Lives of the fellows

Frederick James Woodroffe

b.26 June 1928 d.19 July 2001
MB BS Lond(1961) MRCS LRCP(1961) MRCP(1966) MSc(1975) FRCP(1978)

Virtually self-educated, Fred Woodroffe was a man of man parts - a physician, expert biochemist, accomplished chorister and general handyman. He rose in his profession, becoming consultant physician to Highlands Hospital, London, and the Chase Farm Hospital Trust, and honorary physician to the diabetic clinic of King's College Hospital, London, but never forgot and was justly proud of his relatively humble origins.

Born the son of a fancy leather worker, he went to a local elementary school and passed the 11-plus examination, then an entry to grammar school. However, the Second World War broke out in September 1939 and Fred never went to school again. His further education is somewhat of a mystery, but he was sufficiently literate to become a compositor.

Between 1946 and 1948 he served as a national serviceman in the RAMC. Here he was in contact with several doctors and thought that - in his own words - "if these idiots can qualify in medicine so can I." The road to do this was not apparent and he returned to compositing, but went to night school to take O and A levels. In his spare time he became a scoutmaster and so met Janet (Jan) Clark, who ran the local cub pack. They married in 1955 and to their great delight Fred was accepted as a mature student by King's College Hospital Medical School. Qualifying in 1961 with honours and distinction in surgery, he became in turn a houseman, medical registrar at the Metropolitan and St Mary's Hospitals, and a lecturer in medicine at King's.

In 1970 he was appointed consultant physician with a special interest in diabetes and endocrinology to Highlands Hospital, London. He brought an encyclopedic knowledge of medicine, tremendous enthusiasm and energy to his duties in a small but busy district general hospital. But this was not enough for Fred. He had what he laughingly called his "private practice". Every Monday morning, in association with the Salvation Army, he held a clinic for "down and outs" at an old billiard hall in Westminster. This was one part of his practical Christianity: there were many other acts of kindness, done quietly and usually unknown to anyone save the beneficiaries.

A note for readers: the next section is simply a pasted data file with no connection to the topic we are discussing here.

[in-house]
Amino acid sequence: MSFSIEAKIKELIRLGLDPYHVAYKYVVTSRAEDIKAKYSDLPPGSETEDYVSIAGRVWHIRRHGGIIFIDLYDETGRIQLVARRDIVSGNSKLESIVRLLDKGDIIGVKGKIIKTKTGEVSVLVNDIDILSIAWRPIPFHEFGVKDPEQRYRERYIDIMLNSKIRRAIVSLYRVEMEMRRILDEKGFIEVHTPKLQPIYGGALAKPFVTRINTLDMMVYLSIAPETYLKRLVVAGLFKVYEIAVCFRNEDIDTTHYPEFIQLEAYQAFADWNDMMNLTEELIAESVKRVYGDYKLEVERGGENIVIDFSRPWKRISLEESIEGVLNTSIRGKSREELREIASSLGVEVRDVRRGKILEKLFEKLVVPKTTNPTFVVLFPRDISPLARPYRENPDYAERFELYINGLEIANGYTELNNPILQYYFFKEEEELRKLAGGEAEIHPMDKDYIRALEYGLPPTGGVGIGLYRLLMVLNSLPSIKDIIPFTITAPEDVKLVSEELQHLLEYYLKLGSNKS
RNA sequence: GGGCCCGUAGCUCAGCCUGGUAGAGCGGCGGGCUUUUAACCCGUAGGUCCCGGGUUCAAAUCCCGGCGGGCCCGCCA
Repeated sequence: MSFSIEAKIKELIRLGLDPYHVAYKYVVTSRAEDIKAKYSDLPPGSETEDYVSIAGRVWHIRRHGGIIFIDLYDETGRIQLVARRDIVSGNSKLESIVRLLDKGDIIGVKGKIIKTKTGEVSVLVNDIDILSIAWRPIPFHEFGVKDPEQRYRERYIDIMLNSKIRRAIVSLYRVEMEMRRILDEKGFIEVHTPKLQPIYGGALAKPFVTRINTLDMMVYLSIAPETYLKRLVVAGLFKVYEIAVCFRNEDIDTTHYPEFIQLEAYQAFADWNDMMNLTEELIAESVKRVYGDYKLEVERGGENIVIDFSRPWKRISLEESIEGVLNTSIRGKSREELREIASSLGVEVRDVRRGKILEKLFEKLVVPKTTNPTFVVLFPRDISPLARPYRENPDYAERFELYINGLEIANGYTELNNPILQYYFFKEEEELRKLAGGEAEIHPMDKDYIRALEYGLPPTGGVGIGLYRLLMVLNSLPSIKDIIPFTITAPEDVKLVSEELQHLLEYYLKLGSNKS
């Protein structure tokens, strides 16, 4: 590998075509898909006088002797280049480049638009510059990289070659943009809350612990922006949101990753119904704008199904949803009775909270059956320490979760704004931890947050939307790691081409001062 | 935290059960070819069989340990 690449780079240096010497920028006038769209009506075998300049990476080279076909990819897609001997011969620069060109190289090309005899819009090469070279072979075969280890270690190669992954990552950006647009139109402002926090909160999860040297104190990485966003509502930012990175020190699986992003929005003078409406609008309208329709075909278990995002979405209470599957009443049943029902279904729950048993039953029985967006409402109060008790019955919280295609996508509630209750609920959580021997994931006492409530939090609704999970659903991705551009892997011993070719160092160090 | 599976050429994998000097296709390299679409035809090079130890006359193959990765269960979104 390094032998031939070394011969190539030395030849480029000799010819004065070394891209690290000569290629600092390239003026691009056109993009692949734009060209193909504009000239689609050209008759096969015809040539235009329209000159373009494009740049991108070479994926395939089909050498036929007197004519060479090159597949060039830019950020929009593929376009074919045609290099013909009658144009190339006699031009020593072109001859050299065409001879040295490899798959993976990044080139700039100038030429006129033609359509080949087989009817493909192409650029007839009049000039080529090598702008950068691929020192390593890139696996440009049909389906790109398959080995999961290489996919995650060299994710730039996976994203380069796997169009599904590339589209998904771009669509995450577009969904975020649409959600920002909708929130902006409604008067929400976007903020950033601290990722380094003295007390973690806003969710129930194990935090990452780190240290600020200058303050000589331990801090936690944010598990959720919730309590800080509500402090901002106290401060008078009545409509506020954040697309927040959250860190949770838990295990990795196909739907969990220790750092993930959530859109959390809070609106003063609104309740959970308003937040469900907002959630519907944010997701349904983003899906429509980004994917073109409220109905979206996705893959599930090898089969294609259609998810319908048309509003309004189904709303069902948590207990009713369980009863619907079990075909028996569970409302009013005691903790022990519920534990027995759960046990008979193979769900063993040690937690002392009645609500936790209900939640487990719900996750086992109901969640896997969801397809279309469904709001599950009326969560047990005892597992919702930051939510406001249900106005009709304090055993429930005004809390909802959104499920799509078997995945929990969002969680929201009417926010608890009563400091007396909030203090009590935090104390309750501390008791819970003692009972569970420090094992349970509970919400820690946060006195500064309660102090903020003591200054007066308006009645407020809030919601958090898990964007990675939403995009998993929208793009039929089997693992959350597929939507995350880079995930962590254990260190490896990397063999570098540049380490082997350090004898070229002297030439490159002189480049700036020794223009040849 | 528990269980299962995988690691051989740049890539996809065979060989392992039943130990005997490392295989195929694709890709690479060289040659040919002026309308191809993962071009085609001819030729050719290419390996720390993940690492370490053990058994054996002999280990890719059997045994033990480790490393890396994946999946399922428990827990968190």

Additionally, he became clinical tutor at Highlands, developing a multi-disciplinary education centre open to (and extensively used by) members of all disciplines within the hospital and by the local GPs. Somehow he found time to do an MSc in general biochemistry.

As a man Fred was outspoken and forthright. He had little patience with committee work and administration. His "John Blunt" approach and his hostility to what he considered cant and hypocrisy were not always sympathetically received. He never sought popularity but as a kind, caring and concerned person Fred was widely respected, liked and admired by his patients and by hospital staff of all grades.

On his retirement, he hoped to settle in his much-loved Yorkshire. This was not to be. Illness intervened and he died from carcinoma of the gall-bladder. When hearing of his death a local GP said, "Fred was a good man and a nice man." He would have wished for no better epitaph.

Harold Caplan

(Volume XI, page 639)

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